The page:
The Museo Amparo, located in the historic center of Puebla City, is one of the most important historical museums in Mexico. It was inaugurated in 1991 and sponsored by the Amparo Foundation, which was founded in 1979 by Manuel Espinoza Yglesias in honor of his wife.
The museum is housed in two colonial-era buildings that date from the 17th and 18th centuries, which were popularly known as the Hospitalario. One of the buildings was the Hospital de Nuestra Señora y San Juan de Letrán founded in 1534.
This building was made into a college for women by Bishop Juan de Palafox y Mendoza in the middle of the 18th century and remained so until the 20th century. The other building is from the 18th century with a brick facade.
It was part of the hospital for a time, then was converted into a “refuge” for married women. From 1871 to the 1980s, this building was the home of the Espinoza family. At that time, both buildings were restored and adapted for use as a museum.
The Amparo Museum’s permanent collection traces Mexico’s development over its history.
The museum has one of the most important collections of pre-Hispanic, colonial, and modern art in Mexico, with dates of pieces ranging from 2,500 BCE to the present day, covering the pre-Classic period to the Spanish Conquest.
The collection contains jars, figures, steles, altars, sculptures and utensils, from the Teotihuacan, Zapotec, Huastec, Totonac, Maya, Olmec, Chichimec, Mixtec and Aztec civilizations.
The Colonial Area is concentrated on what was the home of the Espinoza Family, occupying eleven halls.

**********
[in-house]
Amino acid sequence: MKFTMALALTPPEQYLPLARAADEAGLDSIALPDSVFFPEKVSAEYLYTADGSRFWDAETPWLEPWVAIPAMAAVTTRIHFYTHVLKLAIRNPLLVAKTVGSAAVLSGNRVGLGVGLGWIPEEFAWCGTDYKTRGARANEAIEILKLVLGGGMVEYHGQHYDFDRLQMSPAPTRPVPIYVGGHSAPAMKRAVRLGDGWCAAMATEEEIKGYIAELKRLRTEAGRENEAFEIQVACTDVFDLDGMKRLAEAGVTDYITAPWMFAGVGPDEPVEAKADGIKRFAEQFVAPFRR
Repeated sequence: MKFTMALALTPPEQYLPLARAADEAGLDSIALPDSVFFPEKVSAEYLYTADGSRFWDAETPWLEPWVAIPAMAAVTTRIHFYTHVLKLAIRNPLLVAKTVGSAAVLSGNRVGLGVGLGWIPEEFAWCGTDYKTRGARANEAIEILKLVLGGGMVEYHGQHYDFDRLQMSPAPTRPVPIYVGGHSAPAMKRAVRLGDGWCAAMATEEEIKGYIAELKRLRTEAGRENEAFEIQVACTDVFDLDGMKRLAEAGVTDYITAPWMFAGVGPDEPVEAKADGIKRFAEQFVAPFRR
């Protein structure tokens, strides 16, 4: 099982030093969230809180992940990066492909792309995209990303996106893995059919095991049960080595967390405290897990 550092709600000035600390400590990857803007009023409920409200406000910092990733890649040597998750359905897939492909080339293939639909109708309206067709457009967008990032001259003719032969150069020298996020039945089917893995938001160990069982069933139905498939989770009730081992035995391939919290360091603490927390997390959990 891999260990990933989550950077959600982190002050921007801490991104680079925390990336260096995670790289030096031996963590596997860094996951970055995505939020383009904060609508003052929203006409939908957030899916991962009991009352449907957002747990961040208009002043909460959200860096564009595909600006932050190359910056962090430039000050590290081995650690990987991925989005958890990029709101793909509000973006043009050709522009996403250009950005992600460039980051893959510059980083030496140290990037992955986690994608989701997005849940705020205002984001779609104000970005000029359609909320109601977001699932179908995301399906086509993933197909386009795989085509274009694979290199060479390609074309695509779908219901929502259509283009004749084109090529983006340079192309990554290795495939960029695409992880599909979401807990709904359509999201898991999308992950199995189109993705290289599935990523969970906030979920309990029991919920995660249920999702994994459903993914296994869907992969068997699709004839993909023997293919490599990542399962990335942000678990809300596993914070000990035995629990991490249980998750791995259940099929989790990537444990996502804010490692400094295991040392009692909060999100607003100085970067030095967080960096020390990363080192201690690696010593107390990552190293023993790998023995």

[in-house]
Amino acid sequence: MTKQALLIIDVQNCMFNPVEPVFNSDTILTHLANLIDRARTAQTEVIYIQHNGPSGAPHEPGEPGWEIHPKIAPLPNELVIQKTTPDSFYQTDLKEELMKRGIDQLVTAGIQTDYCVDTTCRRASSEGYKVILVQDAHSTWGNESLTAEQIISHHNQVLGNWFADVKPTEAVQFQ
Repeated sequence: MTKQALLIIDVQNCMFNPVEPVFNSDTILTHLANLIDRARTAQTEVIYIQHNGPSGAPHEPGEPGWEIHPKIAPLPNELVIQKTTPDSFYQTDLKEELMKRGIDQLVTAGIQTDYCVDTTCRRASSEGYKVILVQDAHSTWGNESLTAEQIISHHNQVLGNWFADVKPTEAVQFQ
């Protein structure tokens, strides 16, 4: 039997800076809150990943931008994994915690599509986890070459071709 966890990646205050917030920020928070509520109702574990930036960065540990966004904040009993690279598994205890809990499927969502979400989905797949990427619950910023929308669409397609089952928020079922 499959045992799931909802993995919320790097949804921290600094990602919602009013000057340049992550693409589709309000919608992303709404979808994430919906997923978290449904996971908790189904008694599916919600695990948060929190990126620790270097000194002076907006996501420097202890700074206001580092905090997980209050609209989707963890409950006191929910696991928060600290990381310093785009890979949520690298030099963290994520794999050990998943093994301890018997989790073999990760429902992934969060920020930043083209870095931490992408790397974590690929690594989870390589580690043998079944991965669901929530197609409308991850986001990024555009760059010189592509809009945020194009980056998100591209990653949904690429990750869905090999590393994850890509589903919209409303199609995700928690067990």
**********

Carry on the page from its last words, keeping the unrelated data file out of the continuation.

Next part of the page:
These halls have been decorated to imitate how homes looked like during the various centuries of the colonial period. These rooms are filled with furniture, wood and ivory sculptures, silver items, Talavera pottery, and well oil paintings.
Parts of the collection have been lent for temporary exhibits such as in Chapultepec Castle in Mexico City, including the museum’s emblematic pre-Hispanic piece, a throne from the Late Classic Period from Rio Usumacinta, Chiapas.
As a cultural center, the museum hosts temporary exhibits by national and international artists. It also presents conferences, seminars, concerts, and workshops to support education, research, and the creative arts.
It was one of the first museums in Mexico to integrate technology such as multimedia systems and interactive CDs, which can provide guided tours in English, Spanish, French, and Japanese through 21 computer stations located in the 14 halls of the permanent collections.
Because of its collection and avant-garde use of technology, the Amparo Museum is considered to be one of the most important museums in Mexico and Latin America.